Previous generations of Supra were categorized as sports grand tourers, meaning they offered an equal balance of comfort and sporting driving characteristics. But this time around, Toyota morphed the Supra into a full-fledged sports coupe.
The biggest requirement for the Supra, besides the necessitation for front-engine with rear-wheel drive, is that it comes with a straight-six, a tradition since the beginning. And that’s another reason why Toyota decided to team up with BMW, according to Tada. BMW is simply the best at making straight-sixes.
As such, the 2020 GR Supra utilizes the same twin-turbocharged “B58B30” inline-six found in the BMW M340i and Z4 M40i. But it’s in a different state of tune, churning out 335 horsepower and 365 pound-feet of torque. Mated to the same ZF-sourced eight-speed automatic, 60mph happens in just 4.1 seconds.
And the results of that tuning are nothing short of staggering. The GR Supra is hands down, a bonafide sports coupe that prioritizes performance driving over anything else. Our first opportunity behind its helm was on the Shenandoah Circuit of Summit Point Raceway. With the Supra weighing in at just under 3,400 lbs, its perfect 50-50 weight distribution proved outstanding around the very windy 2.2-mile road course and through its 20 tight, undulating curves. With adaptive suspension and an active limited-slip differential, the GR Supra was incredibly composed, controllable, and extraordinarily forgiving at the handling limits, making sideways action so manageable that you could become a drift-king overnight. It is a proper sports coupe, through and through.
Supra engineers specifically said that this is the first Toyota ever to not have a fuel economy as a goal and priority
On the one-hour journey back to the hotel in Middelburg, VA, the Supra impressed even more with a very comforting ride, especially when considering how extremely well it handled the Shenandoah Circuit. Cars that usually handle as well as the GR Supra often break spines with the first road imperfection. This is not the case with the Supra, and there’s no sacrifice to body control either.
The EPA fuel economy ratings for the Supra are 24/31/26 mpg city/highway/combined. But the Supra engineers specifically said that this is the first Toyota ever to not have a fuel economy as a goal and priority. That should tell you everything you need to know.
Tetsuya Tada noted that with the launch of the Mark V Supra, the engineers had their sights clearly set on the car being a more affordable alternative to the Porsche Cayman. As far as mid-grade sports cars, the Porsche Cayman is the benchmark and the one to beat, and Mr Tada knows it. But with the Porsche starting at $56,900, it’s not only more expensive than the Supra but also only comes with a turbocharged flat-four engine.
Like all other Toyotas, the Supra comes standard with Toyota’s Safety Sense Suite, bundling up the forward collision warning, automatic emergency braking with pedestrian and bicyclist detection, lane departure warning with lane-keep assist, and automatic high-beam headlights. The optional Driver Assist Package adds full-speed range radar-guided adaptive cruise control, blind-spot detection, and parking assist sensors with rear-cross traffic alert.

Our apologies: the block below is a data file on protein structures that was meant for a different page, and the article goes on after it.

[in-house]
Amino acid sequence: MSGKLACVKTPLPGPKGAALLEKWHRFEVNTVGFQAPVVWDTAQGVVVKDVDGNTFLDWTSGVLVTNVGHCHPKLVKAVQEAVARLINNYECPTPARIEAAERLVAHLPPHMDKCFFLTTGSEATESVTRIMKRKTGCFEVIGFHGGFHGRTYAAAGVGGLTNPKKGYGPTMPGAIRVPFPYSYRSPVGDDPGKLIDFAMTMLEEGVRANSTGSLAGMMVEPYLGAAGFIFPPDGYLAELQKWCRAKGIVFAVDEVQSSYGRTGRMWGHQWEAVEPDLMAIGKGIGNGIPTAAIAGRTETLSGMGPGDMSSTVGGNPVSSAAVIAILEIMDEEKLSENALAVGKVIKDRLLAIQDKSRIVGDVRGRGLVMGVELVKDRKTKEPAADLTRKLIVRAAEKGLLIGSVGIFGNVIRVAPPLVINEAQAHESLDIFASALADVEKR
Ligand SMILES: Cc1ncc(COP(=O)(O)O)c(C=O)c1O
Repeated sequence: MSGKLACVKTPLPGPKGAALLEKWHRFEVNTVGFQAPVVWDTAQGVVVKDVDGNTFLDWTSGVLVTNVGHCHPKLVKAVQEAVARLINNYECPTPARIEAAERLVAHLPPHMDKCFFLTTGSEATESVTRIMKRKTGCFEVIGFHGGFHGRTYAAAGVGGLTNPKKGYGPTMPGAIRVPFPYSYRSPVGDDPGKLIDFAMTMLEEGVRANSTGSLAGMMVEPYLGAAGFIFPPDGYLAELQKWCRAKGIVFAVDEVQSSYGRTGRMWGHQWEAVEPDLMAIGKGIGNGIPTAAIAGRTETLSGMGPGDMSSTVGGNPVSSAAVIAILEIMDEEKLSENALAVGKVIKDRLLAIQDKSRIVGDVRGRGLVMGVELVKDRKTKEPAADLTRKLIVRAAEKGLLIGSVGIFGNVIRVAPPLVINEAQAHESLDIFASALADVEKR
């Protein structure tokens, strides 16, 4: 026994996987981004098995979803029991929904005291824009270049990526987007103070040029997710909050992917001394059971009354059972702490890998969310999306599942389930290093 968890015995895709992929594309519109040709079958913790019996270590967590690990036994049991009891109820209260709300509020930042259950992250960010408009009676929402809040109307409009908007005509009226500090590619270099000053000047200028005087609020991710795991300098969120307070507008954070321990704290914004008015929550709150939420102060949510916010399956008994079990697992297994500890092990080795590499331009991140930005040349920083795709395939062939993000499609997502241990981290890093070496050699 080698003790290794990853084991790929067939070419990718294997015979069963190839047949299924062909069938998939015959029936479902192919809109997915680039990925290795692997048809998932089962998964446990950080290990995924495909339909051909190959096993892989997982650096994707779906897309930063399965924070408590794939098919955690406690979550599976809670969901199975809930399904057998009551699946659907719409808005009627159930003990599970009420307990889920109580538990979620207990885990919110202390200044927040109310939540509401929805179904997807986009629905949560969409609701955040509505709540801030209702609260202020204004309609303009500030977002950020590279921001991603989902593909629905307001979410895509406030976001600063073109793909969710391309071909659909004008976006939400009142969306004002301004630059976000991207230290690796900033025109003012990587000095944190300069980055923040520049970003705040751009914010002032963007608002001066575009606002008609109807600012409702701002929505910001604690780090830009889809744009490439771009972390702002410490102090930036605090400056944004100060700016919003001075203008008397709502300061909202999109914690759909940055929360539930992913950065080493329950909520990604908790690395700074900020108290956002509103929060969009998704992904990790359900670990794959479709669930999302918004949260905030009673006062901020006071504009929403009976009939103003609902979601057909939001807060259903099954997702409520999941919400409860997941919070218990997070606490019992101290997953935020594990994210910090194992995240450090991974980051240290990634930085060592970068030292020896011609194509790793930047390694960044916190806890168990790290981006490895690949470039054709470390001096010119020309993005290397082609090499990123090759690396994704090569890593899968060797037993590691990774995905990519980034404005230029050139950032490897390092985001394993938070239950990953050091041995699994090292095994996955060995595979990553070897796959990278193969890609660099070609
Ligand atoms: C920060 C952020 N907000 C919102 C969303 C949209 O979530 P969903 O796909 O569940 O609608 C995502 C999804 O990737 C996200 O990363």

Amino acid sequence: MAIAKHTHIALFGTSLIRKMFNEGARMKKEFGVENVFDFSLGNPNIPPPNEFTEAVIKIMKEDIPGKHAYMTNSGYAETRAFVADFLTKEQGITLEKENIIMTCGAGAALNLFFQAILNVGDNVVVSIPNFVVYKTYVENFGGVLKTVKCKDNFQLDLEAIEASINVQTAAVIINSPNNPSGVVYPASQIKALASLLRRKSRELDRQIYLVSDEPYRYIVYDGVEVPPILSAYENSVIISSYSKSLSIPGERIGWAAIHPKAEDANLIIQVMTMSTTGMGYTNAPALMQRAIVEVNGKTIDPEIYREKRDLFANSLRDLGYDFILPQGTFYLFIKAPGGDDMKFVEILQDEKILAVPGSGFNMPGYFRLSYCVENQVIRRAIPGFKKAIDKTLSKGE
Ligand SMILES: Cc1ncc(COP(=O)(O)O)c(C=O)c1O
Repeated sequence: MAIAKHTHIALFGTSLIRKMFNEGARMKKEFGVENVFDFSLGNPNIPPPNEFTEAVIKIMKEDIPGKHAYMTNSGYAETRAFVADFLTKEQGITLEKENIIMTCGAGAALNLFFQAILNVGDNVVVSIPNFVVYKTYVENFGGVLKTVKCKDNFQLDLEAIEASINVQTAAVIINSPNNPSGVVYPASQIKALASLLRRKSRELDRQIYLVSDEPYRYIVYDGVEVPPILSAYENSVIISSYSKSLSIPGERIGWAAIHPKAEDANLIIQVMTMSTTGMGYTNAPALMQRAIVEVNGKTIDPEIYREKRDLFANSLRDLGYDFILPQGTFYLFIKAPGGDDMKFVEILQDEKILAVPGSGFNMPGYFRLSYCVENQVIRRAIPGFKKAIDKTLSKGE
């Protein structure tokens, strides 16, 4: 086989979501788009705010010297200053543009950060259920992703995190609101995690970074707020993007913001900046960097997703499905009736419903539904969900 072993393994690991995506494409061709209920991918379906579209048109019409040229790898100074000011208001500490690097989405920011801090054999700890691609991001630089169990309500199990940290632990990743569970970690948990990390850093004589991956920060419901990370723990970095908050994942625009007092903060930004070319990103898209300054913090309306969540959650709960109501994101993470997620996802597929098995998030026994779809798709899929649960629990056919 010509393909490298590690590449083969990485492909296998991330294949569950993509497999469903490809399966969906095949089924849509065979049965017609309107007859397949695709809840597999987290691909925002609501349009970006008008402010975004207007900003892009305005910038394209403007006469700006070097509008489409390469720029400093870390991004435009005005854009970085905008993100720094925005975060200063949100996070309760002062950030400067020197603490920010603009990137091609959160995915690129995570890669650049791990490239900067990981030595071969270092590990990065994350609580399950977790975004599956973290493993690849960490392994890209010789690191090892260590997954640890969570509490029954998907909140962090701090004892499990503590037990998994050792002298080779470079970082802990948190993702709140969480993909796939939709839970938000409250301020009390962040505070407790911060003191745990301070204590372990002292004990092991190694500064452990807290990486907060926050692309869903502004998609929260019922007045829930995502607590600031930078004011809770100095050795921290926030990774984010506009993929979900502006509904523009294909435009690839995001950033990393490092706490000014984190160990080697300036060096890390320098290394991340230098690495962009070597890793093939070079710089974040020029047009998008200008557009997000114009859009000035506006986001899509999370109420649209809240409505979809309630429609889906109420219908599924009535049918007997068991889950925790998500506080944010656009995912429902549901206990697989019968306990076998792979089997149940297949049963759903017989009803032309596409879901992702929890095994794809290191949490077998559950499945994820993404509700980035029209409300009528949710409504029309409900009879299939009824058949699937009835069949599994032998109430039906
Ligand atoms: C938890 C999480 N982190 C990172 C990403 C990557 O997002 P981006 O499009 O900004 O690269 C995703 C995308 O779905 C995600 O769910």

All Supras benefit from Toyota’s 3-year/36,000-mile bumper-to-bumper warranty, while the powertrain gets 5-year/60,000-mile coverage. ToyotaCare, the manufacturers complimentary factory maintenance plan, is included with every new Supra for two years, or the first 25,000 miles, which ever comes first. That also comes with 24/7 road-side assistance.
We’d take the GR Supra in top-spec 3.0 Premium form, which adds the larger infotainment display with touchscreen capabilities, sat-nav, and the JBL audio system. We’d color the exterior in Downshift Blue, to match DT blue, while all Supras pretty much from with black leather. Base 3.0 GR Supras come with a mixture of leather and Alcantara.
The 2020 Toyota GR Supra isn’t here to dazzle and wow with self-driving technology or safety tech. It’s purely driver-focused. That should be no surprise since the GR Supra is essentially a BMW underneath. Toyota’s tuners were simply provided the components and left to tune them according to their own specifications and requirements.
Regardless, the Supra is designed to garner endless grins whether on twisty roads or at your local racetrack. In an era aimed at trying to eliminate the driver and achieve autonomous vehicles, it’s a perfect reminder of the joys of actually driving an extremely well-sorted machine.
Is that enough to satisfy Supra fans and purists? With so much BMW at play behind the scenes to make the Supra happen, that might be a turn-off for those expecting a Toyota thoroughbred. But as far as we can tell from the driver’s seat, the 2020 GR Supra is pure race horse.